The bald eagle is back

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Four decades after it was declared endangered, in honor of Independence Day, the bald eagle has taken itself off the Endangered Species List.

It was the Continental Congress who appointed the bird our official symbol in 1782, the centerpiece of the Great Seal of the United States. With outstretched wings, its talons balance the powers of war and peace. 

Not all welcomed the beak.  The dissent?

Ben Franklin.  Writing in a letter to his daughter, “I wish the Bald Eagle had not been chosen the Representative of our Country. He is a Bird of bad moral character.”

That’s right, buddy, bad moral character.  Franklin’s choice? The Wild Turkey.

“…the Turkey is in comparison a much more respectable Bird,” Mr. Franklin continued, “… though a little vain and silly, a Bird of Courage”

In 1999, former President Clinton said “the press would be having a field day with that to the present day, wouldn’t they?”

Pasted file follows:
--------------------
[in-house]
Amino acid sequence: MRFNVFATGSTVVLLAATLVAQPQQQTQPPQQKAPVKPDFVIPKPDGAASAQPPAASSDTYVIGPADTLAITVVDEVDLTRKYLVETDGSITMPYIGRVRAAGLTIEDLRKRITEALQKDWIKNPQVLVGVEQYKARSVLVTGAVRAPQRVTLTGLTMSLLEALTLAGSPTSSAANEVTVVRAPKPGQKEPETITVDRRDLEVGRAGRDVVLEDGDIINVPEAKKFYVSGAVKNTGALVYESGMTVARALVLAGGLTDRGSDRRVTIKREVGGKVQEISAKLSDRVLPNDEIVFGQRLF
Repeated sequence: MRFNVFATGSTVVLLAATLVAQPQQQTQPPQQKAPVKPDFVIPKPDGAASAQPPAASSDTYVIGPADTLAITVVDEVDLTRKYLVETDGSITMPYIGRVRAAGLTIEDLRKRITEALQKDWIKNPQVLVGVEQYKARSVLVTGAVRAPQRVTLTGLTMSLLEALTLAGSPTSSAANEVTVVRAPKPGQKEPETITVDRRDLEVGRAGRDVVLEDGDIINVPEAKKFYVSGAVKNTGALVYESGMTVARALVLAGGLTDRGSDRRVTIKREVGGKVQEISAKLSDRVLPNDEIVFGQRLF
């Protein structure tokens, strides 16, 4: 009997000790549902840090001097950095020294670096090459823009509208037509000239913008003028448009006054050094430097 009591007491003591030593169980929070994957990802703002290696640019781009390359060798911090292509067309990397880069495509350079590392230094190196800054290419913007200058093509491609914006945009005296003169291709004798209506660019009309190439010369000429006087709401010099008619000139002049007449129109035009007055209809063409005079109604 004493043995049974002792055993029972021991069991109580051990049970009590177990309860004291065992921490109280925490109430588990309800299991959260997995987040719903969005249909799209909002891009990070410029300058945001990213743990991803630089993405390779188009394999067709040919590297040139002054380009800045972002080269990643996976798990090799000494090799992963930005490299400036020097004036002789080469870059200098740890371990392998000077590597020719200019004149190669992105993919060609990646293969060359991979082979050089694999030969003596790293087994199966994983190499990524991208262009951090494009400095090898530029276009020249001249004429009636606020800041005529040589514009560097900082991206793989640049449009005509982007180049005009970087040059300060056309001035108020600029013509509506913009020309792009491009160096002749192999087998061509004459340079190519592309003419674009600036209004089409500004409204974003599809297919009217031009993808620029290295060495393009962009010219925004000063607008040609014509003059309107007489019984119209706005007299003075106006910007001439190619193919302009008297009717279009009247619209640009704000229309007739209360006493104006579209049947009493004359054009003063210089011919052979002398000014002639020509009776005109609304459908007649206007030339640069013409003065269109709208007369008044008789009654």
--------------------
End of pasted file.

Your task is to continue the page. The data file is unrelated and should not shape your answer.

Yes, we would be.

And thus, began the wild turkey’s dramatic tailspin into a lifetime of alcoholismand embarrassment.

“See the turkey was already nervous to begin with, nobody’s told him much about the pardon I’m about to give him,” President Bush said in 2006.

And if the turkey was depressed, the eagle found itself inperil.  Decades of rapid expansion and poaching threatened its population and habitat.  Ultimately, it was exposure to the pesticide DDT that led to the bird’s dramatic decline.

By 1967 the bald eagle was heading the way of the dodo bird—and pronounced endangered. 

But this cultural icon remained resolute finding itself on the sidelines and on spacecraft, fodder for satire and material for the Muppets.

Shifting from “endangered” to “de-listed”, providing inspiration to the United States Postal Service…and the Steve Miller Band.

The eagle is back from the brink.